- Mobile learning offers more accessibility, availability, and adaptability.
- T-Mobile uses mobile learning for Pre- and Post-training at the moment. This may change with time.
- The mobile web is the easiest way to reach a variety of devices. Consider building content in Dreamweaver using HTML, basic images, and .3gp video.
- More and more user-generated content is coming. How can we tie this into training?
- Have a heart-to-heart conversation with your LMS vendor about mobile learning. See if they’ll ever integrate mobile learning into their product.
Session 207: A Case Study of Micro-blogging for Learning at Qualcomm
Session 315: Hacking SCORM to Gather Social Metrics for Online Resources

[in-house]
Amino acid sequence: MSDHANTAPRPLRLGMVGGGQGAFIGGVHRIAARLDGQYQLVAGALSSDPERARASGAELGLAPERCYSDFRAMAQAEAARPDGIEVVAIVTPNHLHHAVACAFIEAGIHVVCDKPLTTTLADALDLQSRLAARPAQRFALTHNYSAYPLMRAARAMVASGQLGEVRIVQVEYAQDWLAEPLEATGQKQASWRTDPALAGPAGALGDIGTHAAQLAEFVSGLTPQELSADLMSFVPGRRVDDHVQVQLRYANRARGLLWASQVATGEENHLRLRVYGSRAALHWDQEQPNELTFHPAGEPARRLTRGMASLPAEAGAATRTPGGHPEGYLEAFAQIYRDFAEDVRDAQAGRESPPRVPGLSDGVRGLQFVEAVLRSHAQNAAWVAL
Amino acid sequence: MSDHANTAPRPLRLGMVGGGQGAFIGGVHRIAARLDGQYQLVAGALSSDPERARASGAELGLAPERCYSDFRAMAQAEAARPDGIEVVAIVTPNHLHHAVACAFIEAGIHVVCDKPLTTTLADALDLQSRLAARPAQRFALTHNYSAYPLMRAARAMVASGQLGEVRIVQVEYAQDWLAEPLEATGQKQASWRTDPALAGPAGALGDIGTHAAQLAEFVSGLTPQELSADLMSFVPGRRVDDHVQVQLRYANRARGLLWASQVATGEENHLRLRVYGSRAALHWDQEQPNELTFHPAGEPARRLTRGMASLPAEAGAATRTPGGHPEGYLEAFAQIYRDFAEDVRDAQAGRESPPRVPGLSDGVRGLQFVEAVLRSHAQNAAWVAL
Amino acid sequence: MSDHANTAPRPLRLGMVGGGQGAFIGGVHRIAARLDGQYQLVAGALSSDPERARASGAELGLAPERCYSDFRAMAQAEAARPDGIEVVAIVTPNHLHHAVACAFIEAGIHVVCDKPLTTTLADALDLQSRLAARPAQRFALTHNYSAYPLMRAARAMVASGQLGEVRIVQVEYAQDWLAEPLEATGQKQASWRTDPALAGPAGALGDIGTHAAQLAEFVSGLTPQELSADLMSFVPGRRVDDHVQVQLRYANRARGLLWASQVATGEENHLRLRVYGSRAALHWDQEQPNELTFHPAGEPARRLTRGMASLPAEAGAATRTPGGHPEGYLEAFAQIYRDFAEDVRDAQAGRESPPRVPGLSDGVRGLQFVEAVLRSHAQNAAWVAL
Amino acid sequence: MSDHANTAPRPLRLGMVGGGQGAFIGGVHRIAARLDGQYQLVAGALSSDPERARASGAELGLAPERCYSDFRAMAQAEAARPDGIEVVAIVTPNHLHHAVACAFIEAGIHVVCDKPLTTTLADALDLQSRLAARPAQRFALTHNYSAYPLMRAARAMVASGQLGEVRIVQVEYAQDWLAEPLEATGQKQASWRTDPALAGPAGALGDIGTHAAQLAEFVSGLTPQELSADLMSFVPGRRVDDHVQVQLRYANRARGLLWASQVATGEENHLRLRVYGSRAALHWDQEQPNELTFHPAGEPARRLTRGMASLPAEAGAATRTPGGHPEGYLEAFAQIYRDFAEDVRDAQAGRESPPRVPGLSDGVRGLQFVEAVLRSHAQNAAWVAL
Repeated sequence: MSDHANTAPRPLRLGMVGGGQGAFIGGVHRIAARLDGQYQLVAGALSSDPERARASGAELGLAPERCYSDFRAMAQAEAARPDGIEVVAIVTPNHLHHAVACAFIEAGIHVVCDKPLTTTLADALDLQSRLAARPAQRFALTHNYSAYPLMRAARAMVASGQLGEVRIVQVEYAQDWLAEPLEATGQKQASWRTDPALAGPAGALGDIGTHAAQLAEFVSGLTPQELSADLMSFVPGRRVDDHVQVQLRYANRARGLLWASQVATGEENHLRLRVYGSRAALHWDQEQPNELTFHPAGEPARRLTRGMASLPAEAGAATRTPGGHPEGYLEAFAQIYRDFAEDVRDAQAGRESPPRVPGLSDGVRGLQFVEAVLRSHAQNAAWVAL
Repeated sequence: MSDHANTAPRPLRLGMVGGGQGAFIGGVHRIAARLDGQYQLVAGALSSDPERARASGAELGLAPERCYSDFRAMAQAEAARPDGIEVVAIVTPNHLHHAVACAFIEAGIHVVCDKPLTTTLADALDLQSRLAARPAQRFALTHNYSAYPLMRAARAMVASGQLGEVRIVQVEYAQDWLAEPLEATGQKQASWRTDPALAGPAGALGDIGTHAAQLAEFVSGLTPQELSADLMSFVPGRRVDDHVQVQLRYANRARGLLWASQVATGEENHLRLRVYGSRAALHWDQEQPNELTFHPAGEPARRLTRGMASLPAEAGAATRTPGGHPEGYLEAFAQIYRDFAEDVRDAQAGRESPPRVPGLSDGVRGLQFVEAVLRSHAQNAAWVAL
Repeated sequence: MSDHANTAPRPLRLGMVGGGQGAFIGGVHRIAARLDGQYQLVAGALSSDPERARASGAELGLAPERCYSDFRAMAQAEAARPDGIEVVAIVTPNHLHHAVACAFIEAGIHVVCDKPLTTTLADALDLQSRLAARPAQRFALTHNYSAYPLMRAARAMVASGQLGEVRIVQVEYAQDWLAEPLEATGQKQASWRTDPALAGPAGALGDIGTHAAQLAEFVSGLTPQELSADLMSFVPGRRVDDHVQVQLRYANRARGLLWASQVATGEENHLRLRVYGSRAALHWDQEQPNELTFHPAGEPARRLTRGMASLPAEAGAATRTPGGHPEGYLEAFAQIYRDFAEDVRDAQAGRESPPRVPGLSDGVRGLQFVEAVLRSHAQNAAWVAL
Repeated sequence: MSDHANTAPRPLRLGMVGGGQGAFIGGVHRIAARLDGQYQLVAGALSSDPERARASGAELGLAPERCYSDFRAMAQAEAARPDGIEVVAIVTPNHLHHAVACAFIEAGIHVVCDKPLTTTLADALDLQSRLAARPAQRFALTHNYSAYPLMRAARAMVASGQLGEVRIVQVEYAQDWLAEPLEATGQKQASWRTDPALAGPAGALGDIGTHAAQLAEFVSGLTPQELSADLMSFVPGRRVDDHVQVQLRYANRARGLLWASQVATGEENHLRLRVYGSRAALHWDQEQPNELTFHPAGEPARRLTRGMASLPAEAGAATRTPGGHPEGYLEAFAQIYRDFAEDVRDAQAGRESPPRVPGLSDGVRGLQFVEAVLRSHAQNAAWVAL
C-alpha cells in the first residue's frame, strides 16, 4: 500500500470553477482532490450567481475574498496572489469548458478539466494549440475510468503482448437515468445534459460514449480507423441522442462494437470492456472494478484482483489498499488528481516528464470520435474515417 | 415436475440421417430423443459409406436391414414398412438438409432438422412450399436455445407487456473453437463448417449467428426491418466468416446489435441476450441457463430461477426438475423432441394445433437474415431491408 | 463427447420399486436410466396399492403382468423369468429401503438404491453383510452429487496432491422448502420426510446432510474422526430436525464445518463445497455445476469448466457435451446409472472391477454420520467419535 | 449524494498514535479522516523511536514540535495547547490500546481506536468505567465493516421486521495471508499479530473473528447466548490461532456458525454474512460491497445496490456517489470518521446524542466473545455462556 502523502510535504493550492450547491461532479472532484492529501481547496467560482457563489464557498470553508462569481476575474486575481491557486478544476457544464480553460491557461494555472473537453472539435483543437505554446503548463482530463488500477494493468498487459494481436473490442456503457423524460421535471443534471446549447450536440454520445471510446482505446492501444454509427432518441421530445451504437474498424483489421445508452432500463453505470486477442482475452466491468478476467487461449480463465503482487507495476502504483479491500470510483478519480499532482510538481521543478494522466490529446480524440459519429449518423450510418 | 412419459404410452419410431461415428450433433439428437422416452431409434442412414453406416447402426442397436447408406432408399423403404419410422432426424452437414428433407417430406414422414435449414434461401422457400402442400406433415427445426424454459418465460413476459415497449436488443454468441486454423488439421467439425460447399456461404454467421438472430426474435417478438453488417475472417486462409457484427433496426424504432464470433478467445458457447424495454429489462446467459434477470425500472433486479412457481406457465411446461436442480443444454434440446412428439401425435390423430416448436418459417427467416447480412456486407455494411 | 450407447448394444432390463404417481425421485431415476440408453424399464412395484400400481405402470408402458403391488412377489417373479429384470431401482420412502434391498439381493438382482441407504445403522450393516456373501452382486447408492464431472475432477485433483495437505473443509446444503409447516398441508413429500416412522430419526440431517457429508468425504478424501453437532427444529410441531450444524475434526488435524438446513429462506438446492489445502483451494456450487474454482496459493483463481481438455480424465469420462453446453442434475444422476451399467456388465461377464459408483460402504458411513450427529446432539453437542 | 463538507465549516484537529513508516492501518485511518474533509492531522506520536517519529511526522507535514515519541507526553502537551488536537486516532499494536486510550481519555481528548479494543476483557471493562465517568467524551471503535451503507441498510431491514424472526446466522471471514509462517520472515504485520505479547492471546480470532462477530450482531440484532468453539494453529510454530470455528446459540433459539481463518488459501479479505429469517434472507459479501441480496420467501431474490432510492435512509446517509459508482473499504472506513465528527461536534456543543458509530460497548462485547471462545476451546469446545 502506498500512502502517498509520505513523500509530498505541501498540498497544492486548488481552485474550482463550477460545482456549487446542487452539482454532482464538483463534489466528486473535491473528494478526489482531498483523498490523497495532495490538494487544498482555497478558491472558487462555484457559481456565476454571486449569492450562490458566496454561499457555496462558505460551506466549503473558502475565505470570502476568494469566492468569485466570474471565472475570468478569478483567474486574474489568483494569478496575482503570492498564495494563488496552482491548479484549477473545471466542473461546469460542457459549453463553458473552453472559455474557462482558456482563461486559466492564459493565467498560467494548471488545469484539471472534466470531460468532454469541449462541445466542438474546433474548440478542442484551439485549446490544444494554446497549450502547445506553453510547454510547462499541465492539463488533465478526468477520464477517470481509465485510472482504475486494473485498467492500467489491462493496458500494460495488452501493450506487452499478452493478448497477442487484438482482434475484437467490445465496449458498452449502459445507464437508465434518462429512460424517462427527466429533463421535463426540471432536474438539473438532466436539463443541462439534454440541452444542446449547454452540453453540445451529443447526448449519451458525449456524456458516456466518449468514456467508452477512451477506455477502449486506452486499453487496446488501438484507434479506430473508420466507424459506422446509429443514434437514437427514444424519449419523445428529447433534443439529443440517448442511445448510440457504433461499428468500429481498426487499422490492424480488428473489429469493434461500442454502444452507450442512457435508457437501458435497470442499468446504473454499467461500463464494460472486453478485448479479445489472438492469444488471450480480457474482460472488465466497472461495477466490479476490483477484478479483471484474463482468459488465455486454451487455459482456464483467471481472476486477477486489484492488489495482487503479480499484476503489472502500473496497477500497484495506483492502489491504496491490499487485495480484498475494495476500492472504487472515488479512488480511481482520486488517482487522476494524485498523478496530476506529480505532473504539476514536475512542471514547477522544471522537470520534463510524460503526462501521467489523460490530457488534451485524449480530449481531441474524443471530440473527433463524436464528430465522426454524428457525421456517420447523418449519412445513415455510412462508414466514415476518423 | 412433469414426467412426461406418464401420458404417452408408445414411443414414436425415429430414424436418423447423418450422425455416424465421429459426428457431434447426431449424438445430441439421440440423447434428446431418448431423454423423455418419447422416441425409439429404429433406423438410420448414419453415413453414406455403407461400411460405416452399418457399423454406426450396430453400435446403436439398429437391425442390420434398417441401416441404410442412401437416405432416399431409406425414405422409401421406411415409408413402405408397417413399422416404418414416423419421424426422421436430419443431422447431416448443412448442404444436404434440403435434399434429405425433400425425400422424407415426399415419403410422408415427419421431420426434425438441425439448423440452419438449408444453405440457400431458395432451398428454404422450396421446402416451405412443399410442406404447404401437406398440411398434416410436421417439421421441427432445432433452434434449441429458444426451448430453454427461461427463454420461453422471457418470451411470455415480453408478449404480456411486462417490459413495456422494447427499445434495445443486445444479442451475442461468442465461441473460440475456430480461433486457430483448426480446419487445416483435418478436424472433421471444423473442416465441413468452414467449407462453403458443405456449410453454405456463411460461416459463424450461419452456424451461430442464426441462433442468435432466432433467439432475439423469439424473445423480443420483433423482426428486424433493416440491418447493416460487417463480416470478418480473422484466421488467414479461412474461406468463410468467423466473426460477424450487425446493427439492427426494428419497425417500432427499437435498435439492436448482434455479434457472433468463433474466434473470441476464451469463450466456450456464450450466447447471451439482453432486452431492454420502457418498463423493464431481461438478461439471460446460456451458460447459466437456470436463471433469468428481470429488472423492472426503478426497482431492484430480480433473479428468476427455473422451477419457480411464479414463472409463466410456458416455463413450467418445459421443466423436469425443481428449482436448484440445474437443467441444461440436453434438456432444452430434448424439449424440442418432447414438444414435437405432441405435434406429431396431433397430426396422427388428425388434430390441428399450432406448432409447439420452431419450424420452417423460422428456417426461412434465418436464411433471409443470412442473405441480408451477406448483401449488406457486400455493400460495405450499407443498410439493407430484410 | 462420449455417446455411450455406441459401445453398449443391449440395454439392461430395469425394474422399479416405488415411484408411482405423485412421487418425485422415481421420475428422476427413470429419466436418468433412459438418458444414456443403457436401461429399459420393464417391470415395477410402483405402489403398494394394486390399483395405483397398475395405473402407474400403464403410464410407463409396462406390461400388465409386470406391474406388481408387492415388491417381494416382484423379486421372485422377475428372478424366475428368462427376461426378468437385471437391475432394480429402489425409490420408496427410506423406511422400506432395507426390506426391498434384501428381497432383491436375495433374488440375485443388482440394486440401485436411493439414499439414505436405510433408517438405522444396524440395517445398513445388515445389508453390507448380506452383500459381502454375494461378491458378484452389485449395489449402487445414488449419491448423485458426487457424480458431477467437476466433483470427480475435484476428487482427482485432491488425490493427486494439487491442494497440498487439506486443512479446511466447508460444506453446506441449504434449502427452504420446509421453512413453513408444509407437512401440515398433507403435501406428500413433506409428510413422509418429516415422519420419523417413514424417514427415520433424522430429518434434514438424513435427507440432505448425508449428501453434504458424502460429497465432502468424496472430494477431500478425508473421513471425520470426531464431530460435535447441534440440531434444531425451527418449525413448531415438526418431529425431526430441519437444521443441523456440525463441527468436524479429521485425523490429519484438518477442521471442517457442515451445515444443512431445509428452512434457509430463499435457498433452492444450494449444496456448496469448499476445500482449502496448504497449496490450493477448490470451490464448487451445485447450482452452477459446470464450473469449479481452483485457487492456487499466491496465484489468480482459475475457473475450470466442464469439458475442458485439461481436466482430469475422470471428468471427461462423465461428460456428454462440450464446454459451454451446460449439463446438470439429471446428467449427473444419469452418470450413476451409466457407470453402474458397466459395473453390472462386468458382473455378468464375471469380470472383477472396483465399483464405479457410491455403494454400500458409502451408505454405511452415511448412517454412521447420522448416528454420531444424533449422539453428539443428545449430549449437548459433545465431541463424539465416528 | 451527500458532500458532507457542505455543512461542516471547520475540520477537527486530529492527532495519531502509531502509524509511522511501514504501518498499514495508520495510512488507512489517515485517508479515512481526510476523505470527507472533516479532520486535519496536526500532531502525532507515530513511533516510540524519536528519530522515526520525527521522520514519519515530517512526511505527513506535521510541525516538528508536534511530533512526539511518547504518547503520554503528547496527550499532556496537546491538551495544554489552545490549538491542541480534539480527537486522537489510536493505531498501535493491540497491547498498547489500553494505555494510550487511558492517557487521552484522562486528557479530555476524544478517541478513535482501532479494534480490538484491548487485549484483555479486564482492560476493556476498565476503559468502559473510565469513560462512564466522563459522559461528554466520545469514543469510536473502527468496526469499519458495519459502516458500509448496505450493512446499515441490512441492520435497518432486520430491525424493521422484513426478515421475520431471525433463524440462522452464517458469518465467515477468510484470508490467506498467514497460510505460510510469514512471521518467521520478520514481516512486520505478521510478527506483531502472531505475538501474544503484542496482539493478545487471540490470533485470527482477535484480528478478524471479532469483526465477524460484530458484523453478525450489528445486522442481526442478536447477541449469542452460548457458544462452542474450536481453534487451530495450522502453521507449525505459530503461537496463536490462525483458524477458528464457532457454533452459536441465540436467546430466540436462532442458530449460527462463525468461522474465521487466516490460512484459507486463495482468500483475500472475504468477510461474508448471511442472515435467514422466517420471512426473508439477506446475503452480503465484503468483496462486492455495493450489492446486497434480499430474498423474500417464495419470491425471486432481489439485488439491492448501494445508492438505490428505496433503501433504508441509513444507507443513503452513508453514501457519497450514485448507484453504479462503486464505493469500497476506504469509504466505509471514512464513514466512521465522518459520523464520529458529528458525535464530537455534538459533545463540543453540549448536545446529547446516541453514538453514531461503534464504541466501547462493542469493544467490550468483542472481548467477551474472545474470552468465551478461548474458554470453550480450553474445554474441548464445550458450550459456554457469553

Gary Hegenbart presented a great session on how to use a guerrilla method of SCORM-hacking to record user opinions about eLearning tutorials and courses. Gary walked through steps to show how he added the following questions to his eLearning:
- Did you find this tutorial/course helpful? Yes | No
- How would you rate this module? 1 2 3 4 5
- Would you recommend this module to co-workers? Yes | No
Gary had the interesting idea of storing answers to this information in the existing SCORM data model, using these elements: cmi.score.scaled, cmi.score.raw, cmi.score.min, and a few others. If all this SCORM-talk hasn’t scared you away, be sure to take a look at his examples/code. It’s definitely a clever approach.
Ok, I’m going back for more…
I’ll post an update about Day 2 soon!